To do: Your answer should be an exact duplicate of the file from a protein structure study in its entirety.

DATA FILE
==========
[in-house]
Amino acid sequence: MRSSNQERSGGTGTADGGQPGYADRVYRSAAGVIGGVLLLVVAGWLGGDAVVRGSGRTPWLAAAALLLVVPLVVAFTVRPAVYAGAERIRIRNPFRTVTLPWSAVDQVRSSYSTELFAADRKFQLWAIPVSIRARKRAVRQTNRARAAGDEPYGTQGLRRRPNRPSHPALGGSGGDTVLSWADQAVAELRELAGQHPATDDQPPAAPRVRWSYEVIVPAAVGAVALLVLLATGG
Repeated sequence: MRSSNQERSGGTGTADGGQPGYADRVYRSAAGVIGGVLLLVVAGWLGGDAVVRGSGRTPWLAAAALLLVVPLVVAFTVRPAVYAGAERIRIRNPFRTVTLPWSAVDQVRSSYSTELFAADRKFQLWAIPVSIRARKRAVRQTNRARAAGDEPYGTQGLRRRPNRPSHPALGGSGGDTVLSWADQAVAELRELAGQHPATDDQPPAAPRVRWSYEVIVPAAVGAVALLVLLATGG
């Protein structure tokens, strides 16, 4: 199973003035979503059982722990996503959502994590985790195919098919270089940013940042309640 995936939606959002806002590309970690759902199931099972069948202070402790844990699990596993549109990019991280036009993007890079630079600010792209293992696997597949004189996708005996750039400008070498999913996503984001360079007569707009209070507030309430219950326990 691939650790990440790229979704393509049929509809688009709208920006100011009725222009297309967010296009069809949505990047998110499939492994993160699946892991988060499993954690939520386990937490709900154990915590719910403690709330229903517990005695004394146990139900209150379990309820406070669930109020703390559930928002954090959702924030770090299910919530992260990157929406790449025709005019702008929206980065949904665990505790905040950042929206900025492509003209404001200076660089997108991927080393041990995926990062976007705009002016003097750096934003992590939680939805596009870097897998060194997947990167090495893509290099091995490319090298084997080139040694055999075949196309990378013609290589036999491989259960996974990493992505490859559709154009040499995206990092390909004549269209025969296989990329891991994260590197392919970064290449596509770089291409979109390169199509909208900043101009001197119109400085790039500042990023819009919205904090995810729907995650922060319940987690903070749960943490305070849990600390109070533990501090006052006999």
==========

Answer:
[in-house]
Amino acid sequence: MRSSNQERSGGTGTADGGQPGYADRVYRSAAGVIGGVLLLVVAGWLGGDAVVRGSGRTPWLAAAALLLVVPLVVAFTVRPAVYAGAERIRIRNPFRTVTLPWSAVDQVRSSYSTELFAADRKFQLWAIPVSIRARKRAVRQTNRARAAGDEPYGTQGLRRRPNRPSHPALGGSGGDTVLSWADQAVAELRELAGQHPATDDQPPAAPRVRWSYEVIVPAAVGAVALLVLLATGG
Repeated sequence: MRSSNQERSGGTGTADGGQPGYADRVYRSAAGVIGGVLLLVVAGWLGGDAVVRGSGRTPWLAAAALLLVVPLVVAFTVRPAVYAGAERIRIRNPFRTVTLPWSAVDQVRSSYSTELFAADRKFQLWAIPVSIRARKRAVRQTNRARAAGDEPYGTQGLRRRPNRPSHPALGGSGGDTVLSWADQAVAELRELAGQHPATDDQPPAAPRVRWSYEVIVPAAVGAVALLVLLATGG
């Protein structure tokens, strides 16, 4: 199973003035979503059982722990996503959502994590985790195919098919270089940013940042309640 995936939606959002806002590309970690759902199931099972069948202070402790844990699990596993549109990019991280036009993007890079630079600010792209293992696997597949004189996708005996750039400008070498999913996503984001360079007569707009209070507030309430219950326990 691939650790990440790229979704393509049929509809688009709208920006100011009725222009297309967010296009069809949505990047998110499939492994993160699946892991988060499993954690939520386990937490709900154990915590719910403690709330229903517990005695004394146990139900209150379990309820406070669930109020703390559930928002954090959702924030770090299910919530992260990157929406790449025709005019702008929206980065949904665990505790905040950042929206900025492509003209404001200076660089997108991927080393041990995926990062976007705009002016003097750096934003992590939680939805596009870097897998060194997947990167090495893509290099091995490319090298084997080139040694055999075949196309990378013609290589036999491989259960996974990493992505490859559709154009040499995206990092390909004549269209025969296989990329891991994260590197392919970064290449596509770089291409979109390169199509909208900043101009001197119109400085790039500042990023819009919205904090995810729907995650922060319940987690903070749960943490305070849990600390109070533990501090006052006999």